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Walmart Decides to Stop Locking African American Hair-Care Products Behind Glass 2 Years After Being Sued for Racial Discrimination

Essie Grundy (L) sits beside attorney Gloria Allred as they announce their race discrimination lawsuit against retail giant Walmart in Los Angeles, California on January 26, 2018. Essie claims that on a shopping trip to her local Walmart she discovered that all the hair products used specifically by African Americans were locked away in glass anti-theft cabinets, whereas all hair products used by others were left on open shelves.

After more than two weeks of international protests over George Floyd’s death, Walmart has decided that it will no lock African American hair care and beauty products behind glass. Despite the retail superchain having to defend a major lawsuit last year, it waited until June 10 to end the practice.

In January 2018, Essie Grundy filed a lawsuit against Walmart based on race-based discrimination. Grundy had been shopping in a California Walmart and noticed that hair and body products meant for African Americans were locked behind glass shelves and segregated from other similar products. In order to touch the products or read the ingredients, a Walmart staff member needed to unlock a glass case. If she wanted to purchase the products, she needed to be escorted to the cash register to do so.

Grundy spoke to a manager, and explained how the policy made her feel shocked and embarrassed; that manager told her that he had no control over the discriminatory policy – because it had been a directive from corporate headquarters. Despite her feelings, Grundy continued to shop at that Walmart. Each time, it was the same story; if she wanted to buy “ethnic” hair care products – even a 48-cent comb — an employee needed to unlock the cabinet and escort Grundy to the register.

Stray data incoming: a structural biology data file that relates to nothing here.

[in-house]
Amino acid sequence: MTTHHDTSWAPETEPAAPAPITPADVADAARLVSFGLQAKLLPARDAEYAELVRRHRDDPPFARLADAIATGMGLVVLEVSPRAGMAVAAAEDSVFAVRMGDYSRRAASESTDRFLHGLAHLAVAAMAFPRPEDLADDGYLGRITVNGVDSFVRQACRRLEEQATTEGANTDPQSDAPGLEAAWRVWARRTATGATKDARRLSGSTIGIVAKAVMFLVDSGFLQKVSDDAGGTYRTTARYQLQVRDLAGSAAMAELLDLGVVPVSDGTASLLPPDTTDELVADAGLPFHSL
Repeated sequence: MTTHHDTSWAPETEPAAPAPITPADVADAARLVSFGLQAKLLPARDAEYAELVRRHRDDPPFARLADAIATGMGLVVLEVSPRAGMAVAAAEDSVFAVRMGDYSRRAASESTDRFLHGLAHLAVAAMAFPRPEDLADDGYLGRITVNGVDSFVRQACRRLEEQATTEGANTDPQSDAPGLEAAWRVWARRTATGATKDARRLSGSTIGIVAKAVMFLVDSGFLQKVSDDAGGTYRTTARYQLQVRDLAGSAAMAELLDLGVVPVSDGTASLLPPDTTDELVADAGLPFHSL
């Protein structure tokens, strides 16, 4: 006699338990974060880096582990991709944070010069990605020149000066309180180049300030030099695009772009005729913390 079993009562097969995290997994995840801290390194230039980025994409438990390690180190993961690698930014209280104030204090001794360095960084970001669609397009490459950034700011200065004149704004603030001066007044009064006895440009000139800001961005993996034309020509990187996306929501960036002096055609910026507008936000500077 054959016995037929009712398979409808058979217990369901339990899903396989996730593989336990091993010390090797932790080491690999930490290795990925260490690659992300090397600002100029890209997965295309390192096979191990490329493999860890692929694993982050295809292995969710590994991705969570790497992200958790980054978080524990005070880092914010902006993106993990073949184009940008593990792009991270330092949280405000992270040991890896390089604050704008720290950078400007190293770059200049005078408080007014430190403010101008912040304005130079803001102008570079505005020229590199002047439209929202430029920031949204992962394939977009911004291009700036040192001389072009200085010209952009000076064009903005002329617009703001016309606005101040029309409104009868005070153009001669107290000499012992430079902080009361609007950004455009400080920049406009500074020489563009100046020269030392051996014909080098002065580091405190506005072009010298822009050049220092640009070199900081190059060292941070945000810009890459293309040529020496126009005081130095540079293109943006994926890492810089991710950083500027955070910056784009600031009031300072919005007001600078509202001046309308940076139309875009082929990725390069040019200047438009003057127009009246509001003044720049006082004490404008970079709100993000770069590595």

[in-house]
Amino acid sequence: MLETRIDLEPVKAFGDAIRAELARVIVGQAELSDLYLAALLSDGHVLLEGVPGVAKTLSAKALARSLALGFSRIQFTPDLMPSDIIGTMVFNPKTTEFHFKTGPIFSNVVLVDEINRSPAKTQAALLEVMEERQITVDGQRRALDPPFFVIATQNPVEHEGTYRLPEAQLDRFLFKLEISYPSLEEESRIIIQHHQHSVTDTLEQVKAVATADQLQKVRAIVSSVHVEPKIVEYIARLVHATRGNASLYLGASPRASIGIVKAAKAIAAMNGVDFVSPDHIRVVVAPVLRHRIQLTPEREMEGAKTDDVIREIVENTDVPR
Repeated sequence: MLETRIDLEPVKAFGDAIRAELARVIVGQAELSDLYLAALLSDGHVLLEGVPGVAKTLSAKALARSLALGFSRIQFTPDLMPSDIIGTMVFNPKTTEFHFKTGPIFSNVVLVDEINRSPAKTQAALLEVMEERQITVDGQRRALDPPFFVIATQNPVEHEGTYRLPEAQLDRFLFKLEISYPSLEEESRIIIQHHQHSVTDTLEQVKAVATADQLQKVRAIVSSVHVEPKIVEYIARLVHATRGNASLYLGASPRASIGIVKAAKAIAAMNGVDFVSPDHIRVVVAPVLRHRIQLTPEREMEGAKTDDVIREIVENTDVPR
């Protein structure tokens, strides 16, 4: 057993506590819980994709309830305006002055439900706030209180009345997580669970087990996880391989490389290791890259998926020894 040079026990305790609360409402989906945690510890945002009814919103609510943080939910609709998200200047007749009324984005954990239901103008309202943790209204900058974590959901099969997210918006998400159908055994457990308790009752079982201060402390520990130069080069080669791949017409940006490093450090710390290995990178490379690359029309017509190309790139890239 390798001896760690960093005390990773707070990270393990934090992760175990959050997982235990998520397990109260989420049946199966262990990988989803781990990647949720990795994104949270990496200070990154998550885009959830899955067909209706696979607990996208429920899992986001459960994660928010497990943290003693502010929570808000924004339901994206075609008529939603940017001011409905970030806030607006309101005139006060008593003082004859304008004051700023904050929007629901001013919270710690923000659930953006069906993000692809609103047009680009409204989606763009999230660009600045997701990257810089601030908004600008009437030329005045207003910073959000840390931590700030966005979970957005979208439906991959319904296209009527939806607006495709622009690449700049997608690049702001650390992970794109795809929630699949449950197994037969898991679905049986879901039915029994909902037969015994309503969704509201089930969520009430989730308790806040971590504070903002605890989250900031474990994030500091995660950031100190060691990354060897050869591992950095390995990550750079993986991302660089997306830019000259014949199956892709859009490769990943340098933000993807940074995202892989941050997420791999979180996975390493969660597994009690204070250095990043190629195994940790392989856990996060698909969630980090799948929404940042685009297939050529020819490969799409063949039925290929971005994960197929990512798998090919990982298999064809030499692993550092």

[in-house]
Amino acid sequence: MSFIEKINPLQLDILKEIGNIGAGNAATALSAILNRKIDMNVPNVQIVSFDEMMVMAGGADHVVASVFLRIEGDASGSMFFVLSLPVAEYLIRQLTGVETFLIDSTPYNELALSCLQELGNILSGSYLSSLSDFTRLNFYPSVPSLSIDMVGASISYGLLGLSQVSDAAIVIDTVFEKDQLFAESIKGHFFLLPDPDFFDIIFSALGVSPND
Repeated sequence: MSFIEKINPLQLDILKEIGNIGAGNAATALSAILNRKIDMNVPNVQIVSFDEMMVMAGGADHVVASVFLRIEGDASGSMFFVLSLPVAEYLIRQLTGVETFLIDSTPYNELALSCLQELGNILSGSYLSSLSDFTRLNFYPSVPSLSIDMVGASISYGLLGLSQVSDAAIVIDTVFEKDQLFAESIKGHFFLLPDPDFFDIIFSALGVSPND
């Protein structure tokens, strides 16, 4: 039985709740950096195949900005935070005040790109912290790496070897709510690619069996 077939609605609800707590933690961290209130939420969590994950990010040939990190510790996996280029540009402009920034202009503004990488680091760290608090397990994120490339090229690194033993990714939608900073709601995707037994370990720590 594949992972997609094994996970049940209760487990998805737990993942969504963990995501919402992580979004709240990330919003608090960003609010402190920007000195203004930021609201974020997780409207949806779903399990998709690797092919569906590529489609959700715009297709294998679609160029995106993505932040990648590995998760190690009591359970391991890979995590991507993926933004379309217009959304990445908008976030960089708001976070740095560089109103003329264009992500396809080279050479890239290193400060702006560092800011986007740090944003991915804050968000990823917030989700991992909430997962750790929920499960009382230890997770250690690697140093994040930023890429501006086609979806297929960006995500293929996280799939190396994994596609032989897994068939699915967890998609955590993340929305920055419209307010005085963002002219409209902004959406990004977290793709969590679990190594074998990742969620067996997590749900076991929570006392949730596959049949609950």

Grundy sued. And it wasn’t just any lawsuit. It was a claim under California’s Unruh Civil Rights Act, in which Grundy and eventually several other plaintiffs were represented by well-known civil rights attorney Gloria Allred.

As the litigation progressed, Walmart doubled down on its position, saying that the policy was, “not specific to any one demo versus another,” and explaining that it was a data-driven measure, necessary to prevent shoplifting.

Grundy asked for $4,000 in damages, as well as a permanent injunction against Walmart to stop the practice. Walmart’s official position was, “We do not tolerate discrimination of any kind at Walmart.” The lawsuit settled out of court in late 2019,  but Walmart continued to lock away African American personal care products.

In the wake of George Floyd’s death, nationwide protests and seemingly unending statements of racial solidarity from American retailers, Walmart announced Wednesday that it would finally discontinue the policy that had been the subject of Grundy’s lawsuit. It also posted on social media about the accomplishments of a black employee. The company said it was “introducing a series to better highlight Black and African American experiences and voices in our community.”

[image via Mark Ralston/AFP via Getty Images]

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Elura is a columnist and trial analyst for Law & Crime. Elura is also a former civil prosecutor for NYC's Administration for Children's Services, the CEO of Lawyer Up, and the author of How To Talk To Your Lawyer and the Legalese-to-English series. Follow Elura on Twitter @elurananos